I wouldn't put it on my iPad because I think it is too expensive but I wouldn't presume to tell someone else whether that is too much money. Not my business and you don't have to pay $99 each month. And if you want to play such games is $25.00 per month for say the various children's on cable/satellite, etc. too high?
P.S. I have paid that much per month for a trade magazine subscription. I don't care whether you think that is too high or not. Who made you the person who decides for everyone else?
The MINUTE I figured out what was going on, I not only set a new password, but a new Apple ID, AND enabled the restrictions so that NO IN-APP purchases will be made.
I have become ultra-protective of my IPhone since this started and won't let ANY ONE get their mits on it. (I'm just a little bit upset by the $2300 of in-app purchases).
I'll keep the user community posted -- friends of mine have told me they have read about this same thing in a recent periodical; one person cited seeing it on "The Daily Show" -- they even got one of the App providers on the phone live and asked if they would like to talk with an angry parent who had this happen to them. Of course, the app provider declined.
Yes, I saw the piece on The Daily Show. Just remember that The Daily Show is an entertainment/comedy show, not a news show. If you would like to hear the other side on that piece (and you can find it on YouTube) you can read this:
Don't get me wrong, I hope you do get your money back, and most people do, but I don't agree that these games are scams, or extortions or anything else like that. And the Daily Show was on Tap Fish, not Tap Zoo.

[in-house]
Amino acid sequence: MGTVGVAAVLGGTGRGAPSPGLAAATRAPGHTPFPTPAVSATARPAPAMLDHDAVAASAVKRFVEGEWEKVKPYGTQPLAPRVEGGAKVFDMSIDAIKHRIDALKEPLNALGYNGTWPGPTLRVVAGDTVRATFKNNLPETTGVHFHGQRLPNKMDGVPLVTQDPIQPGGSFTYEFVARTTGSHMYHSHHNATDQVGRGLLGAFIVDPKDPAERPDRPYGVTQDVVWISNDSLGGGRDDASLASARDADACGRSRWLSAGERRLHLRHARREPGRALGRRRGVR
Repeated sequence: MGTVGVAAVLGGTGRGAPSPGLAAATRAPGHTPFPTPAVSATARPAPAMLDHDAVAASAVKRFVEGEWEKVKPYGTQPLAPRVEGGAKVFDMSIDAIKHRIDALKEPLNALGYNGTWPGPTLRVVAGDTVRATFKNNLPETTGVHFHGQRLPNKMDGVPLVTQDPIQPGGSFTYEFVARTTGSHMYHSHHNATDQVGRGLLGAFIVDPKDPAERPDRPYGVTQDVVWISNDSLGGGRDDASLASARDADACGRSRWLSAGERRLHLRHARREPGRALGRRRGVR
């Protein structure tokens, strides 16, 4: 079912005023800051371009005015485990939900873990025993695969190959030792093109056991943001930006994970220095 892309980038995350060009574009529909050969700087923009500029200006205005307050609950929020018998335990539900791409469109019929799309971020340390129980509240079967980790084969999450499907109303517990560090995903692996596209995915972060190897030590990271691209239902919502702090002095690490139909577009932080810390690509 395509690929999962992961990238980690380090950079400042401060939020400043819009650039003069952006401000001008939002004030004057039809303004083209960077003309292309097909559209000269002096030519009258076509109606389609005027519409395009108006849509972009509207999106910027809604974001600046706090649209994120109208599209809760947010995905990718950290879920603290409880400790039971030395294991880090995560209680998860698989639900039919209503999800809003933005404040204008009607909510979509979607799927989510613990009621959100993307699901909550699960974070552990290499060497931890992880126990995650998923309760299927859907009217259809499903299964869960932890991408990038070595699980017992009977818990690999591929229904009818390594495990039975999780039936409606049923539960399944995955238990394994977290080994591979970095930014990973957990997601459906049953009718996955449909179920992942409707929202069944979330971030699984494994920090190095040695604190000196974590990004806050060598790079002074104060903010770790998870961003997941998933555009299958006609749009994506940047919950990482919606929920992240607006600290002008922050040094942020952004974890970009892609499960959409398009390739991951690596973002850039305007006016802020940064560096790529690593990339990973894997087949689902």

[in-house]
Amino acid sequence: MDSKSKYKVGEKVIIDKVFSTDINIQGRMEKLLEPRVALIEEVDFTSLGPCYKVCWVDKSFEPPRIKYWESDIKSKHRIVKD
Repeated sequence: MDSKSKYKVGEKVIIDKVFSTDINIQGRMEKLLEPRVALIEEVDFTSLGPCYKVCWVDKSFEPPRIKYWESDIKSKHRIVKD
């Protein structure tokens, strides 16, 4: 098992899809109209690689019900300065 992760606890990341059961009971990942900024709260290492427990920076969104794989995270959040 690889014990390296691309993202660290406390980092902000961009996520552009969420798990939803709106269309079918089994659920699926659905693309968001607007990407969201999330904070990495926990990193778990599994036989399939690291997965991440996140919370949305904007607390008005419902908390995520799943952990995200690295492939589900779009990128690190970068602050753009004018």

this is a very strange logic tbh, would the sales person hapilly accept payment from an under 16 let alone a child presenting a credit card? even though the perant/guardian had openned the door, beckonned the child in into the store and was browsing close by. perhaps
No, of course not, it would be illigal let alone immoral to do so without further checks. so would would support the seruptitiously swiping of the card out site of the perant/guadian and the child knowing the pin as 'fair game'?
kids have no real idea of cost let alone value, to make an example, i was with my 7 year old neice, she asked for an item from the shop window. it was a peice of tat that would not last a few minutes, as children do she raised cain. So she was told 'i have no money', to which she replied "thats easy, you can just go to the hole in the wall and get some more".
even stating in large bold text the item costs in real money a child will rarely understand this, they have no concept in relation as we can not conceive the vastness of the universe as adults, we just know it is bigger than Russia or Australiabeven put together.
Apple are not innocent they well know the issue and the hardship caused to their clients 'ignorance'. you could argue Apple is not responsible for such ignorance or their own lack of care (not passing judgement here), if so then have any sort of password in place?
tbph Apple having such a squeaky clean business and quality image it makes no sense to me to allow this activity to continue without at least offering the choice of a one time purchase or the time limit option allowing multi-purchasses after having entered your password.